Medication management for people who are visually impaired

Visually impaired people are more than twice as likely to need help with medication management. Use these tips for medication labels, storage, and administration.

Depending on how many treatments someone uses, an individual’s medication routine can range from simple to complex. However, even the most straightforward medication routines can become challenging for someone with a visual impairment. A recent study shows that visually impaired people are more than twice as likely to need help with medication management.

If you are partially sighted, experience limited vision, or have blindness, it’s important to take special care to ensure you have all the tools and support needed to safely store and dispense medication and reduce the chance of dangerous errors. This guide can help you or someone you know safely self-manage prescription and over-the-counter medicines.

General tips for effective medication management for the visually impaired

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While the type and level of vision loss range from person to person, these basic strategies can help keep medications safely organized and stored and make it easier to differentiate between them.

Medication list (prescription and over-the-counter)

Keeping a current list of medications is perhaps the most important plan for managing medications with a disability. This list should be accessible to the patient taking the medications and easy to share with caregivers and healthcare providers. Using braille or a text-to-speech app on a phone or computer can make it easy to read the list at any time, and this list should be updated whenever a medication is added, removed, or adjusted. Be sure to include both prescription medications and over-the-counter (OTC) meds.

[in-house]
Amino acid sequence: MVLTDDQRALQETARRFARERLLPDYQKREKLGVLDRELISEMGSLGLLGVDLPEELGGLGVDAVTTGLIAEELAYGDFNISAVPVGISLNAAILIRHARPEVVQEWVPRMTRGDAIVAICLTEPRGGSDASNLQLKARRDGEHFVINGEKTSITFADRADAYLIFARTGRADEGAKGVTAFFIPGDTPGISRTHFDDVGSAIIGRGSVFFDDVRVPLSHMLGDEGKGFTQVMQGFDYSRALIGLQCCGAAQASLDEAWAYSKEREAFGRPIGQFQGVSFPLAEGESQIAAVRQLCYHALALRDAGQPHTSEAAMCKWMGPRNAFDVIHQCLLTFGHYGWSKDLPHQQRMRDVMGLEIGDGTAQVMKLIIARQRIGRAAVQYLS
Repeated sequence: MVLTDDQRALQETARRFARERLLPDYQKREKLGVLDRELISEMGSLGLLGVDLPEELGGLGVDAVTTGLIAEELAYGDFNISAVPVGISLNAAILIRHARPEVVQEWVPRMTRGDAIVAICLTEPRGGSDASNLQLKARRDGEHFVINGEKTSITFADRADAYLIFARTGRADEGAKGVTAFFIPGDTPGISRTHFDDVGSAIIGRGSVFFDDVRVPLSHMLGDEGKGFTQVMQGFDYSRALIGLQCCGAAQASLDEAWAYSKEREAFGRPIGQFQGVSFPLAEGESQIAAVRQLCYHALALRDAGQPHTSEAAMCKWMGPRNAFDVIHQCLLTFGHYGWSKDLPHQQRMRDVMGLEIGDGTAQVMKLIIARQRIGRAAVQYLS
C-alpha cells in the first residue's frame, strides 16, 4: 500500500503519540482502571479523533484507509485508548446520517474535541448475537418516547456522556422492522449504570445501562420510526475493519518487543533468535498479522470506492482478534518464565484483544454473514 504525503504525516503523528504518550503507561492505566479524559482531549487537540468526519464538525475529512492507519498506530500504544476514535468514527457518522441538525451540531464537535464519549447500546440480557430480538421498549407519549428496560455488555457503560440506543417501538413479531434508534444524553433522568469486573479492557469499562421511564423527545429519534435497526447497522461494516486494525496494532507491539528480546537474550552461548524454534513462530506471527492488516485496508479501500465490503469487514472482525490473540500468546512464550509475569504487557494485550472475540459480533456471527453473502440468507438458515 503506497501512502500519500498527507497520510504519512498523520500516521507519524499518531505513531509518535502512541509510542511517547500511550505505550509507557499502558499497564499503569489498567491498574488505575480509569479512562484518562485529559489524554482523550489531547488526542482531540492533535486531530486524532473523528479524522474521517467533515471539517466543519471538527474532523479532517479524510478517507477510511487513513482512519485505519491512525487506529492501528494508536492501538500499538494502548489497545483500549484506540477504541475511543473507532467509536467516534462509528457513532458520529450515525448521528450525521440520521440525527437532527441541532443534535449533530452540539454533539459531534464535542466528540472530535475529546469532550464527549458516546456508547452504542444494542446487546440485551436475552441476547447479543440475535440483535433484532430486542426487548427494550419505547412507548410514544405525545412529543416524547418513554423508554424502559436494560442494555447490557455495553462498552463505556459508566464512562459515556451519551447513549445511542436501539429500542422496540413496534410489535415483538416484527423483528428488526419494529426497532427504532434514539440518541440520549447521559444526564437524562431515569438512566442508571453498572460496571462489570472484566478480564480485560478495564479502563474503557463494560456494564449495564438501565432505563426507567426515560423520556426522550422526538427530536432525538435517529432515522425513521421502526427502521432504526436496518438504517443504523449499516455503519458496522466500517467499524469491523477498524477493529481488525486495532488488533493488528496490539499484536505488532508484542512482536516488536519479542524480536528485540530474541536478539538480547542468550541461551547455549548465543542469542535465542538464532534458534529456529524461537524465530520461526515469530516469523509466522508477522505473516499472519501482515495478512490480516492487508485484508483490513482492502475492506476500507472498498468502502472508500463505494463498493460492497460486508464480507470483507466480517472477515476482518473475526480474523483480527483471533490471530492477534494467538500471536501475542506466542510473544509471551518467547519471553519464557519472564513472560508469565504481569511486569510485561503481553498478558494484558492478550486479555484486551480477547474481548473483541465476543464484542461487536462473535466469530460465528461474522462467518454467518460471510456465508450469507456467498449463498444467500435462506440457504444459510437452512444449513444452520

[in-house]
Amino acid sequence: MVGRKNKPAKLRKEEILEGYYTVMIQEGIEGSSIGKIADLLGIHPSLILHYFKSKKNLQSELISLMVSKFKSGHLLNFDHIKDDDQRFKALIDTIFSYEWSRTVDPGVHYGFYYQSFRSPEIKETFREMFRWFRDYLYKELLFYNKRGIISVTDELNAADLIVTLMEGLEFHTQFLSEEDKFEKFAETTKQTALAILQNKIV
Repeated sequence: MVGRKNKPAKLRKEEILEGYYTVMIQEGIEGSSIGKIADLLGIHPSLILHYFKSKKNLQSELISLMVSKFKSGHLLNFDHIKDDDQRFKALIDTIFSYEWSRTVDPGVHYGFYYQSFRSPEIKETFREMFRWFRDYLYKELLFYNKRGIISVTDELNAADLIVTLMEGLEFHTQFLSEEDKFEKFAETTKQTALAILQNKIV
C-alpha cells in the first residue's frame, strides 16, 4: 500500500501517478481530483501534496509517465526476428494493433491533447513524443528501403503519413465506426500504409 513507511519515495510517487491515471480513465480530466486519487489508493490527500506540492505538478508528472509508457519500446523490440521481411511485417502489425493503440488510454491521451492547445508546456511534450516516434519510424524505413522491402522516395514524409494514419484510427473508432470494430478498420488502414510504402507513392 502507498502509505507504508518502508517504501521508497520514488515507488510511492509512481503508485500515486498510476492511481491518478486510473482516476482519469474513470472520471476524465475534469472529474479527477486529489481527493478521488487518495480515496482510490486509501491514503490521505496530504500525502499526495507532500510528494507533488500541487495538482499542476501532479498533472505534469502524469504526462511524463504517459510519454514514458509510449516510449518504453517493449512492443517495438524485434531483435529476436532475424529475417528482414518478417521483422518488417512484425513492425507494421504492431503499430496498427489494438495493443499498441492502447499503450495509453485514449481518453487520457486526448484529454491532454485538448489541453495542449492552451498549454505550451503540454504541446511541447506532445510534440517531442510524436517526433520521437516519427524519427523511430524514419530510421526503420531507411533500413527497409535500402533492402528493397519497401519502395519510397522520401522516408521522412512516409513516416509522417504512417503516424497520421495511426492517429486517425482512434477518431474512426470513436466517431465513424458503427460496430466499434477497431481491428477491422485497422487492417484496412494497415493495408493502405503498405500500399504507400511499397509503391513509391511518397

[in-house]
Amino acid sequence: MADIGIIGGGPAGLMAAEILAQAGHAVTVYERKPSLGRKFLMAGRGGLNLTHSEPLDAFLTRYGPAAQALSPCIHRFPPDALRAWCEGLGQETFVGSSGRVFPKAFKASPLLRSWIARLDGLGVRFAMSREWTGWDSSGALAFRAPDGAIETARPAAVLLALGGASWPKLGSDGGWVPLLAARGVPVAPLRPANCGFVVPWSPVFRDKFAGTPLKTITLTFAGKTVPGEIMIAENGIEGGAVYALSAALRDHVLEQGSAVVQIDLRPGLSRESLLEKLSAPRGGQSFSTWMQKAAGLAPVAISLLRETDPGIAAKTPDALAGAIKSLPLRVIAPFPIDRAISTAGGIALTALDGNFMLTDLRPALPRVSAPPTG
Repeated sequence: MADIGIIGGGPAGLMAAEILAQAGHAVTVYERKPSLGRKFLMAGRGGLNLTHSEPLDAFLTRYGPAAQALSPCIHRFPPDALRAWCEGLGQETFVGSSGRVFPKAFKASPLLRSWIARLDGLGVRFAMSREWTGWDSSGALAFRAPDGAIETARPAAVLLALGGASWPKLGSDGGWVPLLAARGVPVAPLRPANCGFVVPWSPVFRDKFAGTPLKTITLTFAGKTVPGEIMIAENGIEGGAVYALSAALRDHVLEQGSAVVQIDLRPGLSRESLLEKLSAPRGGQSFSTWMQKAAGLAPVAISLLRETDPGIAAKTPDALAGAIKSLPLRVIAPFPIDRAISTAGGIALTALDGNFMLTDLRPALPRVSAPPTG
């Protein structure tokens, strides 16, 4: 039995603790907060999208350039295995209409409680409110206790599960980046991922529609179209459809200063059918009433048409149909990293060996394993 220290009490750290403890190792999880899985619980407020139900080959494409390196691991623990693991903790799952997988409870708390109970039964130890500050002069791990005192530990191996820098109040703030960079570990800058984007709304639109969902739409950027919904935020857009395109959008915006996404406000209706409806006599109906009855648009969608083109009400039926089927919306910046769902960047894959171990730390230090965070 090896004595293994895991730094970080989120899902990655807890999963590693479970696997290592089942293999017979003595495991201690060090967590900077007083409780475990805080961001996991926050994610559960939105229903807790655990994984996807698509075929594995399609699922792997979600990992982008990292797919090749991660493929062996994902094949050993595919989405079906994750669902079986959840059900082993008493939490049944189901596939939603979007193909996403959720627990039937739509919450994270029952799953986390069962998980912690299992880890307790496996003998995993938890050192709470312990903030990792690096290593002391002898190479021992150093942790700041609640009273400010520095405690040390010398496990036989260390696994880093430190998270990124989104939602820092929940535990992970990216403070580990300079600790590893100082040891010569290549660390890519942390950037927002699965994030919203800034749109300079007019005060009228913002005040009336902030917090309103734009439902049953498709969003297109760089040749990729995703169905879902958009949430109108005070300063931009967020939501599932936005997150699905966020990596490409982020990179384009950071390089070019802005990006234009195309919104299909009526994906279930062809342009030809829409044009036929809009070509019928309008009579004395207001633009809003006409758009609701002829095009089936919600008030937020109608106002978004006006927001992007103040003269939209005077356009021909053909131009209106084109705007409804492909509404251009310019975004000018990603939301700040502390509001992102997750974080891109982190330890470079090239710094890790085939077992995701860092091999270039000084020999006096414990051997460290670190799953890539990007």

Safe storage and organization

Medications must both be easy enough to access by the patient but not so easily accessible that they cause a dangerous situation for others in the home, such as children or pets. Using a basket or bin for medicines taken daily and a separate one for those used just occasionally may be a good idea. Just ensure they are up on a higher shelf, out of reach, or in a medicine cabinet with a simple unlocking mechanism. 

Keeping medicine in the original bottles or boxes is always safer and can prevent confusion. If there are no children in the home, ask a pharmacist for an easy-open lid.

Those with limited vision may find it helpful to mark the caps of each bottle with prominent symbols in a different color or use stickers that can be easily identifiable. If this isn’t an option, wrapping rubber bands around the bottles can help signify different medications. For example, use one rubber band for a morning medicine, two for an evening dose, etc.

Adding notes about the shape, size, and texture of their pills to the medication list can help in the event pills do get mixed up. If there is ever any uncertainty, don’t take a medication you are unsure of. Tactile markers in various textures and shapes make it easy to differentiate bottles and boxes. Just be sure to keep track of what med goes with which marker, which can be indicated on your medication list 

Timed or automatic pill dispenser

A timed pill organizer makes it easier if you take too many pills to keep them in their original containers. These organizers come in large print and braille versions and audible notifications. If filling the organizer yourself, do it over a tray with raised edges to catch dropped pills before they end up on the floor.

Today’s pill dispensers are very innovative; some can be filled and left for up to a month. They even connect to Wi-Fi and come with daily reminders for your phone or voice assistant like Alexa or Nest.

Daily use reminders

Regardless of visual abilities, some people need help remembering to take their meds. Setting up a system that works both in the home and while away can ensure you don’t miss an important dose.

Applications and alarms

If you want to use tech in the simplest way possible, a reminder app on your smartphone connected to a smartwatch will work. Many fitness trackers even come with silent alarms that you can set for the different times of day you take your medications.